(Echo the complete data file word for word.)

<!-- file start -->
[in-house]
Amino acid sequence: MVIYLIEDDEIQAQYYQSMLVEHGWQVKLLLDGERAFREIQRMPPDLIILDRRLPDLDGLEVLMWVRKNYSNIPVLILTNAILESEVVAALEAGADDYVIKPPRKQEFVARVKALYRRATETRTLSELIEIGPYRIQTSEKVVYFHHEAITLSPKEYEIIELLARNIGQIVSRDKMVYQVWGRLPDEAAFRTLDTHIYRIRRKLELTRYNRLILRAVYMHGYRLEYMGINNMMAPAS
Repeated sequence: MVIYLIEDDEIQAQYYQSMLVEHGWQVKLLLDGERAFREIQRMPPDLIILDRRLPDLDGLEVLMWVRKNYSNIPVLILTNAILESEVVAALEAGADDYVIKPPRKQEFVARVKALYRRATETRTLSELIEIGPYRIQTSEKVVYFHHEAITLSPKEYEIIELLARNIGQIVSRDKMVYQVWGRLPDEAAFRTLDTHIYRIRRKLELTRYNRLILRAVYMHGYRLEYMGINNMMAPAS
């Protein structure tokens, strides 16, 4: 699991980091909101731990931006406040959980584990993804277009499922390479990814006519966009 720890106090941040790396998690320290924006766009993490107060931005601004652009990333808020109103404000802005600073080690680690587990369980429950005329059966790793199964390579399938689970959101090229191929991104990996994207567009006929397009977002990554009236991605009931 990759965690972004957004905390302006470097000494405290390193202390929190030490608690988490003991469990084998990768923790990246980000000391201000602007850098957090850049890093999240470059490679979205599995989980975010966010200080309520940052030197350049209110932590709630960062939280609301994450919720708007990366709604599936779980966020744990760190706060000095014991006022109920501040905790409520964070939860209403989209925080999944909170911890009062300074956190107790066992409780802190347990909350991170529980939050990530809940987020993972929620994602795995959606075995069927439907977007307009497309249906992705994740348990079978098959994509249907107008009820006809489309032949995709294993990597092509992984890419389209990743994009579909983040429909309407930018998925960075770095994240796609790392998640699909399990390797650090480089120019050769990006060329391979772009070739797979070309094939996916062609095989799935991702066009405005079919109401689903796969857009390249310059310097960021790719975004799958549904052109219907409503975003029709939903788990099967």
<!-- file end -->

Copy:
[in-house]
Amino acid sequence: MVIYLIEDDEIQAQYYQSMLVEHGWQVKLLLDGERAFREIQRMPPDLIILDRRLPDLDGLEVLMWVRKNYSNIPVLILTNAILESEVVAALEAGADDYVIKPPRKQEFVARVKALYRRATETRTLSELIEIGPYRIQTSEKVVYFHHEAITLSPKEYEIIELLARNIGQIVSRDKMVYQVWGRLPDEAAFRTLDTHIYRIRRKLELTRYNRLILRAVYMHGYRLEYMGINNMMAPAS
Repeated sequence: MVIYLIEDDEIQAQYYQSMLVEHGWQVKLLLDGERAFREIQRMPPDLIILDRRLPDLDGLEVLMWVRKNYSNIPVLILTNAILESEVVAALEAGADDYVIKPPRKQEFVARVKALYRRATETRTLSELIEIGPYRIQTSEKVVYFHHEAITLSPKEYEIIELLARNIGQIVSRDKMVYQVWGRLPDEAAFRTLDTHIYRIRRKLELTRYNRLILRAVYMHGYRLEYMGINNMMAPAS
């Protein structure tokens, strides 16, 4: 699991980091909101731990931006406040959980584990993804277009499922390479990814006519966009 720890106090941040790396998690320290924006766009993490107060931005601004652009990333808020109103404000802005600073080690680690587990369980429950005329059966790793199964390579399938689970959101090229191929991104990996994207567009006929397009977002990554009236991605009931 990759965690972004957004905390302006470097000494405290390193202390929190030490608690988490003991469990084998990768923790990246980000000391201000602007850098957090850049890093999240470059490679979205599995989980975010966010200080309520940052030197350049209110932590709630960062939280609301994450919720708007990366709604599936779980966020744990760190706060000095014991006022109920501040905790409520964070939860209403989209925080999944909170911890009062300074956190107790066992409780802190347990909350991170529980939050990530809940987020993972929620994602795995959606075995069927439907977007307009497309249906992705994740348990079978098959994509249907107008009820006809489309032949995709294993990597092509992984890419389209990743994009579909983040429909309407930018998925960075770095994240796609790392998640699909399990390797650090480089120019050769990006060329391979772009070739797979070309094939996916062609095989799935991702066009405005079919109401689903796969857009390249310059310097960021790719975004799958549904052109219907409503975003029709939903788990099967």